There are several scenarios when a company needs to email their customers or users to provide them with information without being particularly promotional. The most common examples of informational emails are brief news reports about changes in future company direction or management, etc.
Other types of informational emails are surveys sent to customers to inform them about the possibility to take part in a questionnaire, or an invitation to let them know about a company event that will take place in the near future. In turn, the sender hopes to receive feedback about a product/service, or an RSVP for the recipient’s planned attendance.
Finally, acquisition emails inform users that they have successfully signed up for an account or subscribed to receive newsletter content. Winback messages inform existing customers that they haven’t shopped for a while and that they may be removed from the company database if they remain inactive. These two types of informational emails are slightly more promotional than the others that have been mentioned as they often include calls to action (CTAs) or offer discounts as a reward.
Sending informational emails allows you to reach your existing and potential clients to let them know about specific pieces of news that are necessary for them to read, or that you think they will find useful. Various examples of such messages have been gathered together in this article, with suggested subject lines as a bonus.
Email templates are message frameworks that you can use as a starting point to write your own copy (simply by changing the suggested text with your own.) Email templates allow you to write emails effortlessly– simply insert images or other content and modify the style to fit your brand’s persona.
Informational emails aren’t called “informational” for no reason. Their main purpose is to inform the recipient about a particular action, and while being creative is always a good thing, you shouldn’t let yourself be too secretive, unclear, or mysterious at this point. Time is money, not just for you but for your email recipients as well.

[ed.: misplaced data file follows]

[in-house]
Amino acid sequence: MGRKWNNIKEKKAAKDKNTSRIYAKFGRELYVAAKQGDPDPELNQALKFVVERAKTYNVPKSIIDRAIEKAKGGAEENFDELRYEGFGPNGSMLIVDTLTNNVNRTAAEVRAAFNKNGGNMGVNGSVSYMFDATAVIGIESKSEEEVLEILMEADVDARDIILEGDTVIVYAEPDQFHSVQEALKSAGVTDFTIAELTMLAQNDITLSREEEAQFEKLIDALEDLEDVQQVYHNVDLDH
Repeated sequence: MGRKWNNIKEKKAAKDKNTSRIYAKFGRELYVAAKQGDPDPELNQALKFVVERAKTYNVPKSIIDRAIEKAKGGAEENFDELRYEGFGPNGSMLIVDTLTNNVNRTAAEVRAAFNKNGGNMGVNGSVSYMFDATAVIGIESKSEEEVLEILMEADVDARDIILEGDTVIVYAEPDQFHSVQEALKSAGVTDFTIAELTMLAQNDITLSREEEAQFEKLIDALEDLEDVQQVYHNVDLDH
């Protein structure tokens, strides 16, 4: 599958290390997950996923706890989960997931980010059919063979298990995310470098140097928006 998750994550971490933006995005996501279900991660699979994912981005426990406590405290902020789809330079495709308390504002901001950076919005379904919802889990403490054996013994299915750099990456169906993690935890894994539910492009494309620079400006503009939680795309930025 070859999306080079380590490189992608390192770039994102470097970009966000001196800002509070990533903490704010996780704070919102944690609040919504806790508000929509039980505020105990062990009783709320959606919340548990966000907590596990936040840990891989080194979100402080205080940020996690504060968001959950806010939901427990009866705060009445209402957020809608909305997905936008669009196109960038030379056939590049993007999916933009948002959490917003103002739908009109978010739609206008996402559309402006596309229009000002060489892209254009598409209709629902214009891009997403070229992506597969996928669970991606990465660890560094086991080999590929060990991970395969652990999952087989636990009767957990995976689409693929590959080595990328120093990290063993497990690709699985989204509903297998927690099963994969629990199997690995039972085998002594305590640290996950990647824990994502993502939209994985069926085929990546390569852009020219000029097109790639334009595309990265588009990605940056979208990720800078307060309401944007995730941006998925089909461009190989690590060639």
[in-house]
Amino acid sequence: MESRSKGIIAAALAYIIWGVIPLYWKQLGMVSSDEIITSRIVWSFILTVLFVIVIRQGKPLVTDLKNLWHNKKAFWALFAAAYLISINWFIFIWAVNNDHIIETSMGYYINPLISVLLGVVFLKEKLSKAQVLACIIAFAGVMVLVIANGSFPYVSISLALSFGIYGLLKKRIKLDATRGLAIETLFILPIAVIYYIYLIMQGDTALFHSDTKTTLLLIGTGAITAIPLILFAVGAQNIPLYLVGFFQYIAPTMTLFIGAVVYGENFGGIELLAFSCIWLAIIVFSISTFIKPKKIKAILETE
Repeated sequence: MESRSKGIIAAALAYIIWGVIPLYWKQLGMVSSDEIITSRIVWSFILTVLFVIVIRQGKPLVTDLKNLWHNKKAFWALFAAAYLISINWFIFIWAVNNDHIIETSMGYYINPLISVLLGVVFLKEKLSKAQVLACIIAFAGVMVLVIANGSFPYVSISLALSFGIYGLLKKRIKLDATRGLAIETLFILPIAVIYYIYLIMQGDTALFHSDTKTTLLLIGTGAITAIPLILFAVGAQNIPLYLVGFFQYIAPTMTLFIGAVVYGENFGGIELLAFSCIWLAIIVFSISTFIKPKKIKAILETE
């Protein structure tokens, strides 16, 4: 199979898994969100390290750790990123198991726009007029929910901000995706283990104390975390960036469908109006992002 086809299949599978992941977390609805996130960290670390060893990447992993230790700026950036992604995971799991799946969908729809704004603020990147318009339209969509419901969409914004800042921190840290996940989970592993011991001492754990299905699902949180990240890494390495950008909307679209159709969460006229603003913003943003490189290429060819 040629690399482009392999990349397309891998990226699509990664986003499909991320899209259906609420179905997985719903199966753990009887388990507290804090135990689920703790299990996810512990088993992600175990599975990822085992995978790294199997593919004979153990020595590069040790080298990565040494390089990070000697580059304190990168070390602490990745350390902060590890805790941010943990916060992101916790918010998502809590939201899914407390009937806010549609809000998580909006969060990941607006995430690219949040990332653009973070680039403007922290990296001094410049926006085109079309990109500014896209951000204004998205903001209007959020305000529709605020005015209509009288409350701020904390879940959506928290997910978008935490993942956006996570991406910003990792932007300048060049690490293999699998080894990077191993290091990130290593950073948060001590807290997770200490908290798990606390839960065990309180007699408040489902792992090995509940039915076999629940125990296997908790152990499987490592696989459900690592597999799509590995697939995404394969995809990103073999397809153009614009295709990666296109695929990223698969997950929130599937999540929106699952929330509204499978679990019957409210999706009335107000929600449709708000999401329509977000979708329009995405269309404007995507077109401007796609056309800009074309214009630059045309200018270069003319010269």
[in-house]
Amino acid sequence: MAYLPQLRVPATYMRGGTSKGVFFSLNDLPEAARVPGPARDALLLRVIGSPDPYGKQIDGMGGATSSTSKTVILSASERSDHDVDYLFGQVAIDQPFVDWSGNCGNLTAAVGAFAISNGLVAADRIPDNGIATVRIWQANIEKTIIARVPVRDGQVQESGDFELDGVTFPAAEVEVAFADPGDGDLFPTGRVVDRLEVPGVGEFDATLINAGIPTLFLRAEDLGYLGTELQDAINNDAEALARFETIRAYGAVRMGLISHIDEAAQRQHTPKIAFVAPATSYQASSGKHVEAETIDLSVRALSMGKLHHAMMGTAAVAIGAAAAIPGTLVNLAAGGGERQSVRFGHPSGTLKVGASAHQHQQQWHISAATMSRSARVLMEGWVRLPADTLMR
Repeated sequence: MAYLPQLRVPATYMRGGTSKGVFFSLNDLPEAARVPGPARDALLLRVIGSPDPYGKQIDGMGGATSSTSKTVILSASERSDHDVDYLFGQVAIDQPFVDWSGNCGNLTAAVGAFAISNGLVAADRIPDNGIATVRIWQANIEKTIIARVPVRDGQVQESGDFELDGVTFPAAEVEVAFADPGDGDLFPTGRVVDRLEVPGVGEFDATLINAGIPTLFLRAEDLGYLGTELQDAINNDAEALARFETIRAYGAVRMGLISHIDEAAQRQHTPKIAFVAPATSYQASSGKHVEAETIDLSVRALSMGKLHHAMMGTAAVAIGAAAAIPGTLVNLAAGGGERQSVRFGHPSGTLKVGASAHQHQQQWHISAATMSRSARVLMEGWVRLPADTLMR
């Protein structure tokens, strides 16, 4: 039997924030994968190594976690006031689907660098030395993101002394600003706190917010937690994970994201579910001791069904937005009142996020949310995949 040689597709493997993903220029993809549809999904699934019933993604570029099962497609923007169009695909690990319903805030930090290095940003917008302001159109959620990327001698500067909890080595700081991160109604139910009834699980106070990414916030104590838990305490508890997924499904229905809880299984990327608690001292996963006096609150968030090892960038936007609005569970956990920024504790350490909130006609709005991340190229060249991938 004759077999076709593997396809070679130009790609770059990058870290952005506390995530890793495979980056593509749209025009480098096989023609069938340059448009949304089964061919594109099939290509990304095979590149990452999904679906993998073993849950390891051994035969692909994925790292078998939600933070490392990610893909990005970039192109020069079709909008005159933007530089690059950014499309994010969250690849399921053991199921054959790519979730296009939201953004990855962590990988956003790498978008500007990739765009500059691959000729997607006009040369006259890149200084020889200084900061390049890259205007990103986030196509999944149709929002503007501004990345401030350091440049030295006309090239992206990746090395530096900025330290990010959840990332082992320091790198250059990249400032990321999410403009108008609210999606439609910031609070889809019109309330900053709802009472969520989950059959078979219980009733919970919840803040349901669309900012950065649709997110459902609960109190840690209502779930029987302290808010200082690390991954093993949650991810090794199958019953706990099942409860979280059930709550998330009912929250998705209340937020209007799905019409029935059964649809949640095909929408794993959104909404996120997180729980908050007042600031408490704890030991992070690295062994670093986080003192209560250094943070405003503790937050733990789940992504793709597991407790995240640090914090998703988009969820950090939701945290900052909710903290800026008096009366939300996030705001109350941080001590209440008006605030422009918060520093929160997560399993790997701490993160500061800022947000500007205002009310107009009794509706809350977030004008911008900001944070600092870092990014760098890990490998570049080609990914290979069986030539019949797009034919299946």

If there’s a pattern you follow in your informational emails, don’t change it abruptly. Your audience may be used to seeing certain elements inside your emails including subject lines, the layout, or even the time of day you send out your emails. In essence, make sure your clients don’t mistake your emails for those of another brand. Also, send your informational emails only when it’s really necessary – don’t overuse this option and clutter your clients’ inboxes with lots of emails unless it’s something really urgent.
Speaking of your email layout: make sure that your email is properly formatted. It’s likely that many recipients won’t read it all – they’ll judge the content by subject lines, bold statements, or bullet points. Your formatting should speak for itself, be straight to the point, and have an appropriate tone. For example, if there’s something unpleasant to announce, it’s probably not the best idea to overdo your content with emojis or exclamation marks that may only strengthen feelings of disappointment or anger. On the other hand, when there’s something positive to announce, you may want to start your email with a pleasant greeting.
Below are some subject line examples for informational emails:
To write an informational email, you should first come up with a great subject line. Then, write the body of the email and make sure that you include a call to action.
In the email’s subject line, begin with the intent to informally network. Moreover, list the date and your name. In the first paragraph, introduce yourself, your position, and the company you work for. In the second paragraph, keep it brief and state that you want to learn more about their business. In the third paragraph, ask for a 15-minute meeting, preferably in person. Lastly, add a few closing lines.
You can choose between three types of emails to use for your customers: newsletter, promotional, and survey emails.
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